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Monday, April 15, 2024

Analyzing President Xi’s visit to Saudi Arabia

Chinese President Xi Jinping and Crown Prince Mohammed bin Salman, the de facto leader of Saudi Arabia, participated in a major meeting, signaling increasingly close ties between the nations as US relations with both countries grow increasingly chilly.

Chinese President Xi Jinping paid a three-day trip to Saudi Arabia from December 7-9 amid the growing hitches in the long-standing bilateral relationship between Saudi Arabia and the USA. This trip has underlined the continuously cultivating importance of the Sino-Saudi bilateral relationship and displayed that Saudi Arabia is not willing to take diktats from the United States.

Notably, President Biden warned Saudi Arabia to face consequences in the wake of the decision of the OPEC+ group announced on 5th October for decreasing oil production targets by two million barrels a day, disregarding the pressure from the US. Though Saudi Arabia insisted that the decision to reduce oil production was “purely economic” and aimed at stabilizing energy markets, Americans were not convinced. This was the latest display of tensions between the two allies, who have endured many obstructions in recent years.

Read more: Russia boosts gas supplies to China

Understanding the matter better

It is interesting to note that US President Biden visited Saudi Arabia in July and met Saudi Crown Prince Muhammad bin Salman (MBS), despite promising to make the kingdom an international “pariah” following the 2018 murder of journalist Jamal Khashoggi. However, Xi’s first trip to Saudi Arabia in six years gives the Saudi Crown Prince a greater opportunity to assert his influence on the international stage as an increasingly important figure in global affairs. This is President Xi’s only third trip since the outbreak of the Covid-19 pandemic and his first trip to the Kingdom since 2016.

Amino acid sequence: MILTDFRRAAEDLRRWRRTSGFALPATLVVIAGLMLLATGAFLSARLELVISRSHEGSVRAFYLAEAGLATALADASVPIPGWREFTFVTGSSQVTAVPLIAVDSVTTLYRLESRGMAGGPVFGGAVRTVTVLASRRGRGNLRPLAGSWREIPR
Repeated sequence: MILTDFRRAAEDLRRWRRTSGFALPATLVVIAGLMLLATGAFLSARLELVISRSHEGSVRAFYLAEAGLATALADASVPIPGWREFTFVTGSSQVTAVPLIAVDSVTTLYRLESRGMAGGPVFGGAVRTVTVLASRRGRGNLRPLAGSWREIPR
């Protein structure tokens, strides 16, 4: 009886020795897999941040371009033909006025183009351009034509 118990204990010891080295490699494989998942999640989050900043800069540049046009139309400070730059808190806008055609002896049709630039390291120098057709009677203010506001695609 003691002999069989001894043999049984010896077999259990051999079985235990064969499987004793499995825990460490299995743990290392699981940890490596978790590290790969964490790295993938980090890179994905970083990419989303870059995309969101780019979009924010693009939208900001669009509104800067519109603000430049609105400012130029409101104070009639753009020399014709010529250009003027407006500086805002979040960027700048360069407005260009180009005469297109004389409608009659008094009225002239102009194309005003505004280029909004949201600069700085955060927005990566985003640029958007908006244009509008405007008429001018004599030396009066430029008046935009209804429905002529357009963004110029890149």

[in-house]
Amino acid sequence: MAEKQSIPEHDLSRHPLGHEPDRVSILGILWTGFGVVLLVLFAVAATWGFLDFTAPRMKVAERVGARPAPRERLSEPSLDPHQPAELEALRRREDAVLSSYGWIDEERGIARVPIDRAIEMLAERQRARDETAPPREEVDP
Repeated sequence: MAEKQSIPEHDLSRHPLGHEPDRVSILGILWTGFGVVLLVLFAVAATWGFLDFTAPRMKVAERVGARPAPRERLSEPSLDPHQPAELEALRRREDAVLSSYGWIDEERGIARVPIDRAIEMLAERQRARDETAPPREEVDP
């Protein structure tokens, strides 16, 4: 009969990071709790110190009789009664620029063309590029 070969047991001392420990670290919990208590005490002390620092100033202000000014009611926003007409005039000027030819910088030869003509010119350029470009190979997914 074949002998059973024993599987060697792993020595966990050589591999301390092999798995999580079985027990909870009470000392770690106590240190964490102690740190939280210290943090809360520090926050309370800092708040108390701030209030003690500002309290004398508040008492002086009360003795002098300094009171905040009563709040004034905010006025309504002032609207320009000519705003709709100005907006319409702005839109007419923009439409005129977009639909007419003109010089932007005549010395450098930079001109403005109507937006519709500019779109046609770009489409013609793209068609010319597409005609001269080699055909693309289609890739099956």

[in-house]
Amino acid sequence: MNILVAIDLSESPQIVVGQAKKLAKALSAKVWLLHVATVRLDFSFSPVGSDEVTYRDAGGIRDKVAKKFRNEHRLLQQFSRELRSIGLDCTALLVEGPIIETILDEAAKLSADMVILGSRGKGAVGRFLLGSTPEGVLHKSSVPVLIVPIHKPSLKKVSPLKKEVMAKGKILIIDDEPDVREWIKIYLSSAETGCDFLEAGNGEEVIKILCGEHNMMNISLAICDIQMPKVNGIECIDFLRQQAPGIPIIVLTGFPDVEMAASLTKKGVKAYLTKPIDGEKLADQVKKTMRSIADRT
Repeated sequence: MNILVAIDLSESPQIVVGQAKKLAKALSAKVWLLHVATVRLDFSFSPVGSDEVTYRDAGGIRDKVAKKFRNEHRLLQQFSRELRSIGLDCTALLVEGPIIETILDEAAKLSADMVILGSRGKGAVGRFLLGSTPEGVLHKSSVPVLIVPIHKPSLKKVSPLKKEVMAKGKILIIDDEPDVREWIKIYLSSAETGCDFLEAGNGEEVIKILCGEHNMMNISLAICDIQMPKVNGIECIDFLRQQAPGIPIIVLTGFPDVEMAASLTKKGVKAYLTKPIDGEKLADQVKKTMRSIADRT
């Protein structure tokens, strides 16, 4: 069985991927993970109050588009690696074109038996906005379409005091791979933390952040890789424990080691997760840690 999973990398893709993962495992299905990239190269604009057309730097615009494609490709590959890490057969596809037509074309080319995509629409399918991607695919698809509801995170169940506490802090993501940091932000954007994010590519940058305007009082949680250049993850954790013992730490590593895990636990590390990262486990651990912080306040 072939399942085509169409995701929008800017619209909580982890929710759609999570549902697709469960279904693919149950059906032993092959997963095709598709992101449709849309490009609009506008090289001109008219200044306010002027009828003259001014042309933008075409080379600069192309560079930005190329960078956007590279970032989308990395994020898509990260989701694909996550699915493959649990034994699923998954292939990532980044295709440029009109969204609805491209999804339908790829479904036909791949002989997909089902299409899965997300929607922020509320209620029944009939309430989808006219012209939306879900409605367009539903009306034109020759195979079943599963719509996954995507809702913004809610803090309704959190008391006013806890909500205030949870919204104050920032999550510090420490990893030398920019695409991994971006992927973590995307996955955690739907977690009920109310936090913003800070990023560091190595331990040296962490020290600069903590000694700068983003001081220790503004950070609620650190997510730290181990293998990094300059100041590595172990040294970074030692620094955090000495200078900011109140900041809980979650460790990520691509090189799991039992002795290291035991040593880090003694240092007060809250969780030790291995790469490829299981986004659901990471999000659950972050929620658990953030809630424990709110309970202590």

According to Saudi media, Xi has visited Saudi Arabia at the invitation of Saudi King Salman “to bolster historic ties and strategic partnership between the two countries” while initial agreements worth around $30 billion have been signed during the bilateral summit including one involving Chinese tech giant Huawei. According to Saudi media, the deal over Huawei Technologies is associated with cloud computing, data centers, and building high-tech complexes in Saudi cities and 34 investment agreements in sectors including green hydrogen, information technology, transport, and construction have been signed.

Chinese President Xi Jinping and Saudi King Salman have signed a “comprehensive strategic partnership agreement” and the Chinese leader heralded it as “a new era” in ties. These agreements will enhance trade, business, and investment relations between the two countries which have greatly deepened in recent years. Furthermore, these earnings are extremely important for Saudi Vision 2030 — Saudi Arabia’s magnificent economic diversification plan, including the futuristic city of NEOM, which is currently being built.